It is the commitment of the School of Psychology & Counseling faculty and staff to encourage, inform and contribute to the successful achievement of each of these objectives with students admitted to the doctoral program.  Advanced knowledge related to the above objectives equips graduates to occupy leadership roles in counselor education, supervision and advanced counseling practice. The objectives of the doctoral program are established upon CACREP (2001) core curriculum standards and specialty standards and based on principles of work, calling, ministry and human care giving drawn from the historic Christian faith.

The CACREP standards and values from the Christian tradition are reflected in (1) current knowledge and positions from lay and professional groups concerning the counseling and human development needs of multi-cultural, pluralistic, international societies; (2) the present and projected needs of a these societies for which specialized counseling and human development activities have been developed; (3) input from all persons involved in the conduct of the program, including program faculty, current and former students, and personnel in cooperating agencies; (4) program activities; and (5) course syllabi.

Program Mission

The mission of the doctoral program faculty and staff is to equip counseling professionals to be competent, compassionate servant leaders and change agents for God.

Program Vision

To provide a biblically based, worldwide platform to educate and train leaders in the discipline of counseling to be God's instruments of restoration, illumination and healing for individuals, families and communities.

Program Perspective & Accreditation

The precepts underlying the education and training of counseling professionals follow a developmental perspective. Counselors are trained to understand the individual in terms of where he or she is in the ongoing process of growth, development and passage through life stages, and explore with the individual any aspects of development in social, cognitive, emotional and behavioral spheres that might have been delayed or interrupted. The developmental model enables counselors to begin, without judging, with the individual's current state. Counselors also approach problem-solving from an holistic perspective, concerned about every aspect of the individual's functioning. Behaviors, feelings and thoughts are understood in terms of the individual's world in which they occur. Both in assessing the individual and in planning and implementing treatment interventions, counselors maintain a focus on the whole pattern, and the wellness of the individual's mind, body and spirit. Counselors seek to assist the person in identifying and strengthening personal assets and adaptive abilities; they strive to facilitate normal and optimum development. Typically, counseling professionals provide mental health treatment services in outpatient settings to less pathological populations who are experiencing life adjustment difficulties, although education and training in the doctoral program will prepare practitioners to work in psychiatric settings, as well.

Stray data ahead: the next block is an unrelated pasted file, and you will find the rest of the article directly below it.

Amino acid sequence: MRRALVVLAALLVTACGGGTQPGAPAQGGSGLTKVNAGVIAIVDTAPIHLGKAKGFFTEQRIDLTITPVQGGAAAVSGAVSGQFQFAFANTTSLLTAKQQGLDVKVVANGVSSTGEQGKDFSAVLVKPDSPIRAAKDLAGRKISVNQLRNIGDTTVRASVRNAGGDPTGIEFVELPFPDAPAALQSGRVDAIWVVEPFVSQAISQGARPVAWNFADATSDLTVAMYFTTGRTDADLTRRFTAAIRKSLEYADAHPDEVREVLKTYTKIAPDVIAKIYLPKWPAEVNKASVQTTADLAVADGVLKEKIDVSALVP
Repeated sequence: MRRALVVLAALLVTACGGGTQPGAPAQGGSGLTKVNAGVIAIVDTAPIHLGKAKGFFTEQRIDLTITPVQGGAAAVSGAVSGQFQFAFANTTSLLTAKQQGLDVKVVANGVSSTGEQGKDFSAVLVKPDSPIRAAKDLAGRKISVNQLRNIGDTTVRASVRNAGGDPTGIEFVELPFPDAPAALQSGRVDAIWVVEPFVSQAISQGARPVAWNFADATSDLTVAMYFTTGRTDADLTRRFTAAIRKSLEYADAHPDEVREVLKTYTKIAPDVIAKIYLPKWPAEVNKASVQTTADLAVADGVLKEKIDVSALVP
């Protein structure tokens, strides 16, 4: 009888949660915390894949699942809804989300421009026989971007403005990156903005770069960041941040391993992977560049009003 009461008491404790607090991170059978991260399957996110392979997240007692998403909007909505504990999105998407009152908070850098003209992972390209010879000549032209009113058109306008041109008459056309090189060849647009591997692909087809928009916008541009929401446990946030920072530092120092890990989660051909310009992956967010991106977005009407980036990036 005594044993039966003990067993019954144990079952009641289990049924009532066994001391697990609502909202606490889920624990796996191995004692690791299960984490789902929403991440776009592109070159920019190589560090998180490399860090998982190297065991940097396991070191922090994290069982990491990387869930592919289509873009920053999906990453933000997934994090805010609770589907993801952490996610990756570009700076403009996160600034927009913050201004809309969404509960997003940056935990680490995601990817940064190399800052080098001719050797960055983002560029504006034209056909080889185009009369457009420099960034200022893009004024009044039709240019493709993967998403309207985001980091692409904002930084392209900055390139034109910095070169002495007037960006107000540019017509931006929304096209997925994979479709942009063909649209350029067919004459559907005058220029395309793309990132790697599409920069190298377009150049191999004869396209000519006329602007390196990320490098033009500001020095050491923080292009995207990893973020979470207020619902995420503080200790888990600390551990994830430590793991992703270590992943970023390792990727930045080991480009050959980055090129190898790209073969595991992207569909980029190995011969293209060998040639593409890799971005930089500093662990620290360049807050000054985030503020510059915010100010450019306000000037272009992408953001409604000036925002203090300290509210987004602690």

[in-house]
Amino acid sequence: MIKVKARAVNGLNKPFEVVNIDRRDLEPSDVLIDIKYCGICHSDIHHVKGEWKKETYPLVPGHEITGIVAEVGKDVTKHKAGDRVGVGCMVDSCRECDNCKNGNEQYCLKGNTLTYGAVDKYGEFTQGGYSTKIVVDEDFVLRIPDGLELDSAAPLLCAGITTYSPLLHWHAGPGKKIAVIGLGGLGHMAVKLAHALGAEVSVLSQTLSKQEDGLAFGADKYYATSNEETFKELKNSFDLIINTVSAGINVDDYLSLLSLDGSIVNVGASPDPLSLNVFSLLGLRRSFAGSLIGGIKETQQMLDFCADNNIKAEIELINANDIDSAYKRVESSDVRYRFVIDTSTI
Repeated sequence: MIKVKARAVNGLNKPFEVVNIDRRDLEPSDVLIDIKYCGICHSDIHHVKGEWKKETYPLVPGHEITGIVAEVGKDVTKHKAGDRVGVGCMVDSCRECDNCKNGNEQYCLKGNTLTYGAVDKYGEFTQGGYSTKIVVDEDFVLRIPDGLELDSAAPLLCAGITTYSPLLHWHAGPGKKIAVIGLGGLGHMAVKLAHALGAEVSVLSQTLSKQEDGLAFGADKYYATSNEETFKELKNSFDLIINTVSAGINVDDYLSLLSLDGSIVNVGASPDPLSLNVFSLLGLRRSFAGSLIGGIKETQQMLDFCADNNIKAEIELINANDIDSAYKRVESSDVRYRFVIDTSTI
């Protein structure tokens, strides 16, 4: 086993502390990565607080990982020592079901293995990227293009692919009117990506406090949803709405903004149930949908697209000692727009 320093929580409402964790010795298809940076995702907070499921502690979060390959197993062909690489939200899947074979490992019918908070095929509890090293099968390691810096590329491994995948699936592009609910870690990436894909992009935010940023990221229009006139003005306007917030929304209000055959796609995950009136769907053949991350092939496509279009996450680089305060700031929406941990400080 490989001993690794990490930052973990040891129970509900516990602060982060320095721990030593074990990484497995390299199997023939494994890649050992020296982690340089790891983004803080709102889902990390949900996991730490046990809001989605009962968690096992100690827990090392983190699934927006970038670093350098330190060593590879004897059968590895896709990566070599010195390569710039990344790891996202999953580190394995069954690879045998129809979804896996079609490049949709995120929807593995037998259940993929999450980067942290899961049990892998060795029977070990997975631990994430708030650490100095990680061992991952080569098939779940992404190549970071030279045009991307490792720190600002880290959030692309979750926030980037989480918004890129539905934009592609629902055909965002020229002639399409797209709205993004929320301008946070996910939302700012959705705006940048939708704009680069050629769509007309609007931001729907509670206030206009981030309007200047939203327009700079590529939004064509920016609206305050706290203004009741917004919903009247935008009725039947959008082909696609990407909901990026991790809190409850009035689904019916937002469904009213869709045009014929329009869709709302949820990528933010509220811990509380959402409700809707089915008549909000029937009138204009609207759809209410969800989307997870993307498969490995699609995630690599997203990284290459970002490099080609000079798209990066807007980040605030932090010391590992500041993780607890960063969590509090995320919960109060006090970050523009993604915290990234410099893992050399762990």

As a program accredited by the Council for Accreditation of Counseling and Related Educational Programs (CACREP), the doctoral program accepts as a primary obligation extending the knowledge base of the counseling profession in a climate of scholarly inquiry, and it prepares students to generate new knowledge for the counseling profession through research and dissertations that are appropriate to the field of counselor education or supervision. The program has taken into account the societal changes of the 21st century and will prepare graduates to be leaders and advocates for change.

Regent University